Abstract and Keywords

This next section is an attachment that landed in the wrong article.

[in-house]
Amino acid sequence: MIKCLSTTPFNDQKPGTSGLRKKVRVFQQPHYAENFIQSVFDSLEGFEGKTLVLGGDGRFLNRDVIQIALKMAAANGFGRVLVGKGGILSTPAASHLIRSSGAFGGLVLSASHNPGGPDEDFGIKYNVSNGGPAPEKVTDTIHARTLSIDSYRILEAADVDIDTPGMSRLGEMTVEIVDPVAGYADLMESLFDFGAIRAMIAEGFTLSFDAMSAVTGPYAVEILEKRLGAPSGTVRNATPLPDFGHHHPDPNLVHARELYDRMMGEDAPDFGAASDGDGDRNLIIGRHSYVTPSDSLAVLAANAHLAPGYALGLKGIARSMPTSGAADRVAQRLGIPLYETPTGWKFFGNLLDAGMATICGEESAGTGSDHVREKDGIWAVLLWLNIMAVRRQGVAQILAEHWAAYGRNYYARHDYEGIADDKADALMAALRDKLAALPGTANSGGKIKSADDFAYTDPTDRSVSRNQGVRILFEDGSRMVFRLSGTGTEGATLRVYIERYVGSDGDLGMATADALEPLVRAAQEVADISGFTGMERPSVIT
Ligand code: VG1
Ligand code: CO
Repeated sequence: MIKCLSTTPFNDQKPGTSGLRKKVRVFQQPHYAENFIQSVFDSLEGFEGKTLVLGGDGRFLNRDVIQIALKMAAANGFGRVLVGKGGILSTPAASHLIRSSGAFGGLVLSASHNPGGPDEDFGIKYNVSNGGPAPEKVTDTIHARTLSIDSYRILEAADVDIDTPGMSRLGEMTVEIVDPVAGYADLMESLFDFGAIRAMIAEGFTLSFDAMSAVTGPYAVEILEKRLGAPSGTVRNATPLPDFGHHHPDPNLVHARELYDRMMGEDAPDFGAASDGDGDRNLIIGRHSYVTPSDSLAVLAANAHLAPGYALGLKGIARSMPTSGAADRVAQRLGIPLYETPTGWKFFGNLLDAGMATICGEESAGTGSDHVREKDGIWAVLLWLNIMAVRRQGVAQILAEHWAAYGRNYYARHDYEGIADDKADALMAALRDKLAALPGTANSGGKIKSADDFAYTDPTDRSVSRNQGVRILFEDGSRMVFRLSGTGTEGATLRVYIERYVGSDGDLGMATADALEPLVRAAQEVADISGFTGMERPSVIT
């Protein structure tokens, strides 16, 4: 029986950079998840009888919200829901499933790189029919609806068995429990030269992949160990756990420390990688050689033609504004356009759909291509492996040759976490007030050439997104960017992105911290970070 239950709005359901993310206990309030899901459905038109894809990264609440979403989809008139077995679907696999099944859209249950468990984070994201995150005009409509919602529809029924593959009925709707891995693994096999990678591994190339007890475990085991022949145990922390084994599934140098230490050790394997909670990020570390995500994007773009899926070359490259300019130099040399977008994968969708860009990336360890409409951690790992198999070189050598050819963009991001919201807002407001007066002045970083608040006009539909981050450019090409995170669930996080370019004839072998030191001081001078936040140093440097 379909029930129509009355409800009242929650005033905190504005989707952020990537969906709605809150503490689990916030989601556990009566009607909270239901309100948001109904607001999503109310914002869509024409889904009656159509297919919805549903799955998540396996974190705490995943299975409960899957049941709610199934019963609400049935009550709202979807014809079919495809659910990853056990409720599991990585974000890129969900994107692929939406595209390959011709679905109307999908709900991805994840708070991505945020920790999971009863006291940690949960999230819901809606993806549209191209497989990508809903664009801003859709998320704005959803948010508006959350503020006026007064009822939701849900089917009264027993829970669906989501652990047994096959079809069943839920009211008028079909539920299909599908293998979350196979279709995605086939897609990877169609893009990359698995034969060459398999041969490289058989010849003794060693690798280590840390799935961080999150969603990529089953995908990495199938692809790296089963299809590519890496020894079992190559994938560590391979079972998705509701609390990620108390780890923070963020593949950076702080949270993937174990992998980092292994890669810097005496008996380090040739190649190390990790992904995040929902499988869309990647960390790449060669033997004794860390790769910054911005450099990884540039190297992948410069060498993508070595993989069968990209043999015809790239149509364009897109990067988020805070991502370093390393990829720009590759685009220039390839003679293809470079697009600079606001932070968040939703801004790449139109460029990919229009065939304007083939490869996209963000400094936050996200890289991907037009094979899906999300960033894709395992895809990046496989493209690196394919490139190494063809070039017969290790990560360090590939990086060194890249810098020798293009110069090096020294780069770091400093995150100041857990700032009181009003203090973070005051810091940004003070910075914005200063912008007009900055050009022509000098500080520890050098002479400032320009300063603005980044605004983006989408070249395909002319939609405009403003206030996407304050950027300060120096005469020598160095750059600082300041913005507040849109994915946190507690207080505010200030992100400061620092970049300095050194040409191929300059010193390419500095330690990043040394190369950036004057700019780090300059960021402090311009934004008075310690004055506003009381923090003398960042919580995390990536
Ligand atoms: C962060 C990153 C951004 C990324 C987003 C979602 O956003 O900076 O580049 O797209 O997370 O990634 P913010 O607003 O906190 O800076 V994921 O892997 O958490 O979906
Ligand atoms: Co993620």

The term “Great Complement Shift” (GCS) refers to the major changes that have occurred in English predicate complementation. The GCS is characterized by variation and change in a number of patterns of sentential complementation, especially the spread of to -ing complements at the expense of to infinitives. This article presents case studies of two matrix predicates—the adjective prone and the verb consent—that select both patterns today. It examines the variation and change affecting the grammar of these two words, as well as the competition between two patterns of complementation that are very dissimilar from a grammatical point of view. The article uses the TIME Corpus, representing a historical corpus of American English from the 1920s onwards, and the Corpus of Contemporary American English (COCA), representing a corpus of recent American English, for prone. Only COCA is used for consent.
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